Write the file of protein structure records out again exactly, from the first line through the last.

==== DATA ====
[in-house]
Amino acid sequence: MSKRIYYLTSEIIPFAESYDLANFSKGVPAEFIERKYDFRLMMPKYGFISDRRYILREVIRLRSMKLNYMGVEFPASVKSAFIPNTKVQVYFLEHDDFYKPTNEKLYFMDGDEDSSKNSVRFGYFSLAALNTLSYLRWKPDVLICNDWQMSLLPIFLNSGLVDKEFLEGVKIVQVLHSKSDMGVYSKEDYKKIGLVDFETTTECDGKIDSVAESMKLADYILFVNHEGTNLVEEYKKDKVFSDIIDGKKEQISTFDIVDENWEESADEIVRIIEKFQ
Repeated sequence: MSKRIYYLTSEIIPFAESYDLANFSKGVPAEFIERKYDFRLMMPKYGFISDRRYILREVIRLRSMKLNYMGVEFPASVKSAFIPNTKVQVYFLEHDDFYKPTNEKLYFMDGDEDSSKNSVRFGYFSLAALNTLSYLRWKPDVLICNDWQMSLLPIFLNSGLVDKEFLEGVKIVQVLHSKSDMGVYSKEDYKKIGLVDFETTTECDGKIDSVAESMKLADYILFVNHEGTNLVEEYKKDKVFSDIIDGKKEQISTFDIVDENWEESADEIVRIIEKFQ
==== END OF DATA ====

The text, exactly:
[in-house]
Amino acid sequence: MSKRIYYLTSEIIPFAESYDLANFSKGVPAEFIERKYDFRLMMPKYGFISDRRYILREVIRLRSMKLNYMGVEFPASVKSAFIPNTKVQVYFLEHDDFYKPTNEKLYFMDGDEDSSKNSVRFGYFSLAALNTLSYLRWKPDVLICNDWQMSLLPIFLNSGLVDKEFLEGVKIVQVLHSKSDMGVYSKEDYKKIGLVDFETTTECDGKIDSVAESMKLADYILFVNHEGTNLVEEYKKDKVFSDIIDGKKEQISTFDIVDENWEESADEIVRIIEKFQ
Repeated sequence: MSKRIYYLTSEIIPFAESYDLANFSKGVPAEFIERKYDFRLMMPKYGFISDRRYILREVIRLRSMKLNYMGVEFPASVKSAFIPNTKVQVYFLEHDDFYKPTNEKLYFMDGDEDSSKNSVRFGYFSLAALNTLSYLRWKPDVLICNDWQMSLLPIFLNSGLVDKEFLEGVKIVQVLHSKSDMGVYSKEDYKKIGLVDFETTTECDGKIDSVAESMKLADYILFVNHEGTNLVEEYKKDKVFSDIIDGKKEQISTFDIVDENWEESADEIVRIIEKFQ